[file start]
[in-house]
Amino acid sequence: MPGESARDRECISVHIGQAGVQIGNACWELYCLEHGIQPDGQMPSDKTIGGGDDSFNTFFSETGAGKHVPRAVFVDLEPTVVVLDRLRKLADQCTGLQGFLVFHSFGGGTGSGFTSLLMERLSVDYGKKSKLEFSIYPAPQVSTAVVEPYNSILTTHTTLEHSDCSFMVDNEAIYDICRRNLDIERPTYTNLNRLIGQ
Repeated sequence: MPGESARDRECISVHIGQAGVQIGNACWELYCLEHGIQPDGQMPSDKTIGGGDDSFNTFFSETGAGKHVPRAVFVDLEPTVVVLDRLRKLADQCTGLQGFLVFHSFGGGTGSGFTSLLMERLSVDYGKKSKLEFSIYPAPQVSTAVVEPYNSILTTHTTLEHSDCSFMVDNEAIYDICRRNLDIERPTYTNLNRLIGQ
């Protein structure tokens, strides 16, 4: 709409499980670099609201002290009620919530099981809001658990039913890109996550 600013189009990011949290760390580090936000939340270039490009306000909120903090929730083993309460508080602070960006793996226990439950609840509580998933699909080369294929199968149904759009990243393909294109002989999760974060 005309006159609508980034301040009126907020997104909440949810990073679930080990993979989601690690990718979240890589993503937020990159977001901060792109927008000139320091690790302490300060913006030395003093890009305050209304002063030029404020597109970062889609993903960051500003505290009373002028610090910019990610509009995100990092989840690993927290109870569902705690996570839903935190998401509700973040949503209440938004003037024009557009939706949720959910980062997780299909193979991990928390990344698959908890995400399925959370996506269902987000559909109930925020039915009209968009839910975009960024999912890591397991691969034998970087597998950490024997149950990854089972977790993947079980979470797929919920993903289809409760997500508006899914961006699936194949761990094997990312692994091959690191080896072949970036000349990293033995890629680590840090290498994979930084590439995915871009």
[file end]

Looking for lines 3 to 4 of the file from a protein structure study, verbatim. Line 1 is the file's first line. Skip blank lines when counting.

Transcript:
Repeated sequence: MPGESARDRECISVHIGQAGVQIGNACWELYCLEHGIQPDGQMPSDKTIGGGDDSFNTFFSETGAGKHVPRAVFVDLEPTVVVLDRLRKLADQCTGLQGFLVFHSFGGGTGSGFTSLLMERLSVDYGKKSKLEFSIYPAPQVSTAVVEPYNSILTTHTTLEHSDCSFMVDNEAIYDICRRNLDIERPTYTNLNRLIGQ
């Protein structure tokens, strides 16, 4: 709409499980670099609201002290009620919530099981809001658990039913890109996550 600013189009990011949290760390580090936000939340270039490009306000909120903090929730083993309460508080602070960006793996226990439950609840509580998933699909080369294929199968149904759009990243393909294109002989999760974060 005309006159609508980034301040009126907020997104909440949810990073679930080990993979989601690690990718979240890589993503937020990159977001901060792109927008000139320091690790302490300060913006030395003093890009305050209304002063030029404020597109970062889609993903960051500003505290009373002028610090910019990610509009995100990092989840690993927290109870569902705690996570839903935190998401509700973040949503209440938004003037024009557009939706949720959910980062997780299909193979991990928390990344698959908890995400399925959370996506269902987000559909109930925020039915009209968009839910975009960024999912890591397991691969034998970087597998950490024997149950990854089972977790993947079980979470797929919920993903289809409760997500508006899914961006699936194949761990094997990312692994091959690191080896072949970036000349990293033995890629680590840090290498994979930084590439995915871009």